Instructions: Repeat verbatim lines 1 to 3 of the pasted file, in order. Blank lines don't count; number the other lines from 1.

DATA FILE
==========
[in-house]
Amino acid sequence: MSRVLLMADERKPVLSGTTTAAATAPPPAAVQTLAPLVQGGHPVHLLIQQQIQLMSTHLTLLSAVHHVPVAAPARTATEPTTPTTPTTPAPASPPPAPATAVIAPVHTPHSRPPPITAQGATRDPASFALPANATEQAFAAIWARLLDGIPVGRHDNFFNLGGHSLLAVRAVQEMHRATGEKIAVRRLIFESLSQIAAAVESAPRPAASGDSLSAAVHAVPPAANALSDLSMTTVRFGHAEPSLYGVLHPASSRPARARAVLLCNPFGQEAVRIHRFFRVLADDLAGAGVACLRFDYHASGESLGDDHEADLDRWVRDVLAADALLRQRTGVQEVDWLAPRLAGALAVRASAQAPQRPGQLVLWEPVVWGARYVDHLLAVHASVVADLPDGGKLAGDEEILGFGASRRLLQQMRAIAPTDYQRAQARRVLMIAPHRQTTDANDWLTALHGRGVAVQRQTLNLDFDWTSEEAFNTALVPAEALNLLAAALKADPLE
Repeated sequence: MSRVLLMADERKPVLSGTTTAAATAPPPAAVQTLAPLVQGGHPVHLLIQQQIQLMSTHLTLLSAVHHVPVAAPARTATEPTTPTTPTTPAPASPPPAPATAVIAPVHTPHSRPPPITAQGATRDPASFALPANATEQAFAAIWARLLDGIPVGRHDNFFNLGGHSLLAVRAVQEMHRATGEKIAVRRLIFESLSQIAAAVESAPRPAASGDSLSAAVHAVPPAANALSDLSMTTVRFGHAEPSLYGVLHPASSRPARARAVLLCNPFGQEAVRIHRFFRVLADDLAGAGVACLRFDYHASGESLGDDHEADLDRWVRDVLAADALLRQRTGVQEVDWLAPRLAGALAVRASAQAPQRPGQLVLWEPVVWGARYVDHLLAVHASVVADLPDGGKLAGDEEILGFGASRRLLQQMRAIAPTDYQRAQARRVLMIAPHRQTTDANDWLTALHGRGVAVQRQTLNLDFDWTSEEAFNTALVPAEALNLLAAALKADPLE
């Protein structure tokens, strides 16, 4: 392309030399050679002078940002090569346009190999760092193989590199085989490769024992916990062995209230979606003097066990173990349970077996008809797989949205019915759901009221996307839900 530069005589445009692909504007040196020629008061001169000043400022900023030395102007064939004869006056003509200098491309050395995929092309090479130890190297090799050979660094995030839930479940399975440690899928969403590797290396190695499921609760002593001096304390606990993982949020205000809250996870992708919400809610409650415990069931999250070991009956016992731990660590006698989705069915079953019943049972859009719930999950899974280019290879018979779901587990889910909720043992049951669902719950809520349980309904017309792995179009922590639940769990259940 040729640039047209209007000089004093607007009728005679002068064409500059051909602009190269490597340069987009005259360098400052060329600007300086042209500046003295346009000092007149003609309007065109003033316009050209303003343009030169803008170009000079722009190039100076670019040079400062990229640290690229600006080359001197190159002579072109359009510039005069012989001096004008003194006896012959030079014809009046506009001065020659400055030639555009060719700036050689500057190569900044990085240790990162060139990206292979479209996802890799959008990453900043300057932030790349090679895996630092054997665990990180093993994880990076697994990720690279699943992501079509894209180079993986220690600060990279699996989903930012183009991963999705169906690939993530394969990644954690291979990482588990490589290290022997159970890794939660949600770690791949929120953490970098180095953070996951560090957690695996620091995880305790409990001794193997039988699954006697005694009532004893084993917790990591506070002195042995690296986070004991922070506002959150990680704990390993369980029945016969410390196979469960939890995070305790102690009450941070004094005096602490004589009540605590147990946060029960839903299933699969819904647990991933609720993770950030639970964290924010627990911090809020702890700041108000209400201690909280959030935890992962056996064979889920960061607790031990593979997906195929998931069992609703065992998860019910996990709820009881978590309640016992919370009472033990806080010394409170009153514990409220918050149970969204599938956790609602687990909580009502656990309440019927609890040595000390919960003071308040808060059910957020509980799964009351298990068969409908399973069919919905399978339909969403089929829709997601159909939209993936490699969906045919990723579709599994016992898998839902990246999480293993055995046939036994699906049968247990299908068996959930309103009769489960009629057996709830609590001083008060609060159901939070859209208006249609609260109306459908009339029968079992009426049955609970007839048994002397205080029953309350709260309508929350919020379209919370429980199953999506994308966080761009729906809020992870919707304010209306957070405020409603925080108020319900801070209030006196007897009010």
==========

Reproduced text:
[in-house]
Amino acid sequence: MSRVLLMADERKPVLSGTTTAAATAPPPAAVQTLAPLVQGGHPVHLLIQQQIQLMSTHLTLLSAVHHVPVAAPARTATEPTTPTTPTTPAPASPPPAPATAVIAPVHTPHSRPPPITAQGATRDPASFALPANATEQAFAAIWARLLDGIPVGRHDNFFNLGGHSLLAVRAVQEMHRATGEKIAVRRLIFESLSQIAAAVESAPRPAASGDSLSAAVHAVPPAANALSDLSMTTVRFGHAEPSLYGVLHPASSRPARARAVLLCNPFGQEAVRIHRFFRVLADDLAGAGVACLRFDYHASGESLGDDHEADLDRWVRDVLAADALLRQRTGVQEVDWLAPRLAGALAVRASAQAPQRPGQLVLWEPVVWGARYVDHLLAVHASVVADLPDGGKLAGDEEILGFGASRRLLQQMRAIAPTDYQRAQARRVLMIAPHRQTTDANDWLTALHGRGVAVQRQTLNLDFDWTSEEAFNTALVPAEALNLLAAALKADPLE
Repeated sequence: MSRVLLMADERKPVLSGTTTAAATAPPPAAVQTLAPLVQGGHPVHLLIQQQIQLMSTHLTLLSAVHHVPVAAPARTATEPTTPTTPTTPAPASPPPAPATAVIAPVHTPHSRPPPITAQGATRDPASFALPANATEQAFAAIWARLLDGIPVGRHDNFFNLGGHSLLAVRAVQEMHRATGEKIAVRRLIFESLSQIAAAVESAPRPAASGDSLSAAVHAVPPAANALSDLSMTTVRFGHAEPSLYGVLHPASSRPARARAVLLCNPFGQEAVRIHRFFRVLADDLAGAGVACLRFDYHASGESLGDDHEADLDRWVRDVLAADALLRQRTGVQEVDWLAPRLAGALAVRASAQAPQRPGQLVLWEPVVWGARYVDHLLAVHASVVADLPDGGKLAGDEEILGFGASRRLLQQMRAIAPTDYQRAQARRVLMIAPHRQTTDANDWLTALHGRGVAVQRQTLNLDFDWTSEEAFNTALVPAEALNLLAAALKADPLE